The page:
The NAM Manufacturing Institute/Center for Workforce Success recently released the long-awaited 2005 Skills Gap Report (the full 32-page report is on NAM’s web site at www.nam.org.) In comparing the results of this most recent survey to the one conducted in 2001, many of the same issues are still with us—lack of basic employability skills and the negative impact the skill shortage has on a business’ ability to compete.
From a human resources perspective, a key difference between the two survey reports is the new inference to whether companies are maximizing talent management tactics. According to the study, it’s unclear whether manufacturers are engaging in the right type of activities and employing the right tactics to attract, develop, and retain a high-performance workforce given the realities of the current environment. In addition, the skills gap has broadened in just four years, relative to the extraordinary increase in employee performance requirements. These two findings on their own should be a wake-up call for organizations to look a little deeper into their human resources practices.
In light of this recent study, it’s more important than ever for employers to have a real working knowledge of their current workforce. For example, how is your turnover? If it’s high, do you know why it’s high? The impact of high turnover is like high blood pressure; it can be killing you, and you don’t even realize it. Skills training is extremely important, but training alone won’t be enough to keep your best employees and position your organizations as a destination for a talented workforce.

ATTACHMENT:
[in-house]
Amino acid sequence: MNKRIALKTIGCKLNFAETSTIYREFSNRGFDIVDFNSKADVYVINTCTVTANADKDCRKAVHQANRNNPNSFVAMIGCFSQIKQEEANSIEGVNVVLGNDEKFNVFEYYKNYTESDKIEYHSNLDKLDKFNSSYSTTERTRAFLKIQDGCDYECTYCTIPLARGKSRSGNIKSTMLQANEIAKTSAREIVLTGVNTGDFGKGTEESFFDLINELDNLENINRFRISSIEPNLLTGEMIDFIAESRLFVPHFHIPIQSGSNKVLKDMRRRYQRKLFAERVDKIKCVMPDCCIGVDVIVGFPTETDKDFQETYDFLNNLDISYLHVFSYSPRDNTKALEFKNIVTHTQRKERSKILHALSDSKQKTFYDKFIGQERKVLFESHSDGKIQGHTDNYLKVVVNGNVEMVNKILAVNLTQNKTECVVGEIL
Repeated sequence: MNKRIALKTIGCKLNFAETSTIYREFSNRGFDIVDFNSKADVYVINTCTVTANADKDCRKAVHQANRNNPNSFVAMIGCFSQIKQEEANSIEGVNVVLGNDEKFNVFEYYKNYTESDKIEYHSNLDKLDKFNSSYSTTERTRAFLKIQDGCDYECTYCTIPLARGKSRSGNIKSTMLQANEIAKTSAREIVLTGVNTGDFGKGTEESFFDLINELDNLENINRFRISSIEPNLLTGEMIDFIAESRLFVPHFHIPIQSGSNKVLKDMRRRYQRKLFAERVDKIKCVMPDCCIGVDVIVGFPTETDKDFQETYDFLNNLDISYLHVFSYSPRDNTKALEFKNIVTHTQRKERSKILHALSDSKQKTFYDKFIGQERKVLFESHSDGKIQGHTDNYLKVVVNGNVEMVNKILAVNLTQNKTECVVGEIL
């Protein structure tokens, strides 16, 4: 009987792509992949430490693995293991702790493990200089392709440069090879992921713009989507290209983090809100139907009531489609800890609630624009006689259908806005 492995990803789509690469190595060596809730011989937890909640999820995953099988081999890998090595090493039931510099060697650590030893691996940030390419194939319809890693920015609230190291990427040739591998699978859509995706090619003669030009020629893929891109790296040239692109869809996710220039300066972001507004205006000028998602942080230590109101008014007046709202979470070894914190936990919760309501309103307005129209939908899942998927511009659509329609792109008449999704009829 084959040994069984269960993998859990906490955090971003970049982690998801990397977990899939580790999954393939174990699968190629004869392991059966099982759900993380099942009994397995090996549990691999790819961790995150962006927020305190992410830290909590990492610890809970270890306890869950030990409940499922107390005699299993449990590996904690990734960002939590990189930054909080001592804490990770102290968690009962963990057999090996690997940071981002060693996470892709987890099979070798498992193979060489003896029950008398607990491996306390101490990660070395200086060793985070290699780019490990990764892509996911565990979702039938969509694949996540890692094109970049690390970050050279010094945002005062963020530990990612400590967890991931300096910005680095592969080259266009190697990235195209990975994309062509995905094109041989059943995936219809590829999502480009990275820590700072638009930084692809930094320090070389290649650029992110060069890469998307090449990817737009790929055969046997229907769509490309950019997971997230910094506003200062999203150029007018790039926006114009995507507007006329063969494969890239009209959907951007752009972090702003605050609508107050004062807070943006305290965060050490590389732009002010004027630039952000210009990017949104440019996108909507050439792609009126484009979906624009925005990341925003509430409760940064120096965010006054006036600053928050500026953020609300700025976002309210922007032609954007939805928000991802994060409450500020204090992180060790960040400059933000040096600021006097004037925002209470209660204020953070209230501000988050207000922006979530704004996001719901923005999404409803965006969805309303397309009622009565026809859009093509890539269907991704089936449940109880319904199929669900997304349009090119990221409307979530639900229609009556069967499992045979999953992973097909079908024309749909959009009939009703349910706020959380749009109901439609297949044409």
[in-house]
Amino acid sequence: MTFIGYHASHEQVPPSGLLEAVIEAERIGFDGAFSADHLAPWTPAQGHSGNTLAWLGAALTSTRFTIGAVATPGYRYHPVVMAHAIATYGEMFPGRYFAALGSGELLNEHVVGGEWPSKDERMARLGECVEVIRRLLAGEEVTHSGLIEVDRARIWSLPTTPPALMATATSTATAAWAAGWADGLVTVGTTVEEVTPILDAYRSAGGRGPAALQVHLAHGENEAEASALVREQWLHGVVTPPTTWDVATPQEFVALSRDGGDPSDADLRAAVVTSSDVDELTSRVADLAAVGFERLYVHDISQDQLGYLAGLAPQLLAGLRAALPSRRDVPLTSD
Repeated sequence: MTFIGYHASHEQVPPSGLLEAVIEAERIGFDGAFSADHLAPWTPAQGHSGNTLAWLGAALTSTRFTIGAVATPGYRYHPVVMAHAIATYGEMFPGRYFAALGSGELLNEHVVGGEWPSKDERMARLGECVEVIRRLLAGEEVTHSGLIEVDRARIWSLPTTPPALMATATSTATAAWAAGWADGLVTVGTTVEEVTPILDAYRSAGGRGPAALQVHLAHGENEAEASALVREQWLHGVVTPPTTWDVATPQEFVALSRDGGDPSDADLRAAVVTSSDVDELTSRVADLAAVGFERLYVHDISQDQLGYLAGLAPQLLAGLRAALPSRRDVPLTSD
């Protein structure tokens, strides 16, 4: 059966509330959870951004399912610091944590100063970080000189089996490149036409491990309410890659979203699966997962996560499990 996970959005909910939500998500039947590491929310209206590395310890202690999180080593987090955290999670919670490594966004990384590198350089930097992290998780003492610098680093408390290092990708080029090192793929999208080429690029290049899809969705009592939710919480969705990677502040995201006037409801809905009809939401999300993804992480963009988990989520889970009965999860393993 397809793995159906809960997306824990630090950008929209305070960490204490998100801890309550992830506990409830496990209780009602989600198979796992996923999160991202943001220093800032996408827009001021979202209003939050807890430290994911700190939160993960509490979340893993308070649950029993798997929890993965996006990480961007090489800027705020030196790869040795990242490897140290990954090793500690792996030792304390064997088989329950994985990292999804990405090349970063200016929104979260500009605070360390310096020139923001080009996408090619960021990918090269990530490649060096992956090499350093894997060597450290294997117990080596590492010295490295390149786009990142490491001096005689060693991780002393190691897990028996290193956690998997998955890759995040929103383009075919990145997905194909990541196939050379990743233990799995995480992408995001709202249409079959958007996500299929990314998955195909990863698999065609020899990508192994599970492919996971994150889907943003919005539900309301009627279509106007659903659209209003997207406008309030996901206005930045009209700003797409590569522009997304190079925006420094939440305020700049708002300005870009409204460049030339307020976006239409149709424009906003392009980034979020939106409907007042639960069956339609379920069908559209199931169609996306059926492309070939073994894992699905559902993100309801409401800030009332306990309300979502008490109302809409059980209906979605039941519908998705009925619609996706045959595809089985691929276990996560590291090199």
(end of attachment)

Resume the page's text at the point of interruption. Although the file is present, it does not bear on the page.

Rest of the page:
According to the study, the picture that emerges is both more complex and more disturbing than in the past because it exposes a broadening gap between the availability of skilled workers and the employee performance requirements of modern manufacturing. In sum, the confluence of the economic trends and the increasingly competitive global environment has created an extraordinary gap between the supply of skills available and the performance requirements of the workforce needed for modern global manufacturing. This human capital performance gap threatens our nation’s ability to compete in today’s fast moving and increasingly demanding global economy. It’s emerging as our nation’s most critical business issue.
Add the results of this study to the volumes of articles already written regarding the looming labor shortage and the projected impact on our economy. The 2005 Skills Gap Report references the supply and demand side laws of the labor market. On the demand side, employers need more highly skilled employees who are exceptionally engaged and innovative. On the supply side, the exodus of the Baby Boomer generation from the workforce with substantial accumulated talent, combined with the changing attitudes about careers and job satisfaction among Generation Yers (the new workforce), are creating a gloomy outlook.
So, as an employer looking at your workplace, what are you actively doing to help close the gap? If you wear the human resources professional hat in your organization, what are you doing strategically to improve the talent pool? Now is the time to act. IBI